Both storytelling techniques could easily have lost their luster Wakanda forever, but the movie finds ways to make them both incredibly compelling. Shuri’s arc in particular proves to be a shockingly effective interpretation of her original comic book status quo, as well as a moving portrait of how much she’s evolved since first making her MCU debut. While some of Wakanda forever‘s marketing made it abundantly clear that we would be getting a new Black Panther, as Shuri’s steps to take on that mantle turned out to be exciting and rewarding after all.
Sure, getting the earth-shattering disaster of Eternals and the messy street-level story of Hawkeye in the span of two months was probably shocking to some viewers, especially when we’ve largely come to expect every superhero story to carry the same weight. But Phase 4’s dichotomy between larger-than-life and incredibly small stakes is not only true to life, but true to the larger tapestry of superhero comics, and it’s refreshing to see the MCU reflect that. Wakanda forever struggles with that dichotomy in spades: On the surface, the third-act conflict is all-out war between two groups of incredibly skilled warriors, with the fate of an incredibly powerful MacGuffin hanging in the balance. But what ultimately settles that conflict, a shared sense of grief between two people who have lost their mother, couldn’t be more personal.
That emotional tension can be effectively felt even from the film’s very first scene, which chronicles the frenetic final moments before T’Challa dies offscreen – a scene that, while we know its outcome, leaves audiences on proverbial pins and needles.
Wakanda forever‘s opening scene, and the countless empathetic and cathartic moments that follow, bring one of Phase 4’s core themes to its climax: sadness. The concept of trauma and loss has reappeared in virtually every project in the stage, starting with WandaVision‘s now iconic portrait of it. From there, we got two separate projects, considering the loss of Natasha Romanoff / Black Widow (Scarlet Johansson), the cultural grief of the Partition in Mrs. Marveland more character-driven explorations of the concept in projects like Loki, moon knightand Doctor Strange in the multiverse of madness. Even Phase 4’s loudest and most rambunctious project, Thor: Love and Thunder, was rooted in a feeling of love and loss for almost all of its characters. Given the circumstances of the pandemic, which had begun while many of the Phase’s projects were in development, the fact that grief has been such a consistent and poignant theme felt even more groundbreaking.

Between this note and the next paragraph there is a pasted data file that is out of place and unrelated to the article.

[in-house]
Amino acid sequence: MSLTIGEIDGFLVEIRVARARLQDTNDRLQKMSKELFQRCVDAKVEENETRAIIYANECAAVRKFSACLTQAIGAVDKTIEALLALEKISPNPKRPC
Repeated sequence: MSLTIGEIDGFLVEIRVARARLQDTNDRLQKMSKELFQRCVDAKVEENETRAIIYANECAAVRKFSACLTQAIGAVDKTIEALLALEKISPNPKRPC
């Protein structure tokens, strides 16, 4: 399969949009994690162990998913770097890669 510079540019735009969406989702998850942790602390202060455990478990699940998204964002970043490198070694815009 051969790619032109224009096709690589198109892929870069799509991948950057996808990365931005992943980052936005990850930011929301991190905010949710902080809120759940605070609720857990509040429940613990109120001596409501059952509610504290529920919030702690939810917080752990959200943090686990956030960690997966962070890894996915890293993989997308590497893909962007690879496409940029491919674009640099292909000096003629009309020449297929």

Of Wakanda foreverIn Phase 4, the idea of grief (understandable given the circumstances) felt even more profound, with Boseman consistently present for the characters, for the cast and crew, and for the audience. But the movie found bits of true beauty in that sadness, keeping the story and cast of characters from getting bogged down in it.
A true miracle
From a global pandemic to countless production delays and the rearranging of timelines caused by that global pandemic, Phase 4 of the Marvel Cinematic Universe probably shouldn’t have worked out as well as it did. It’s nothing short of miraculous that over the past two years, movies and Disney+ shows have managed to effectively entertain and coerce audiences given the circumstances, albeit in a way they might not have expected given the earlier stages. In front of Black Panther: Wakanda Forever, the idea of settling for what you’ve got is even more important as the film managed to deliver such a beautiful and cathartic sequel amidst the loss of its central star. The fact that Wakanda forever doing so while uniquely carrying the torch of so many other parts of Stage 4 – legacy, grief and the like – feels like cause for celebration.
Black Panther: Wakanda Forever now playing exclusively in theaters.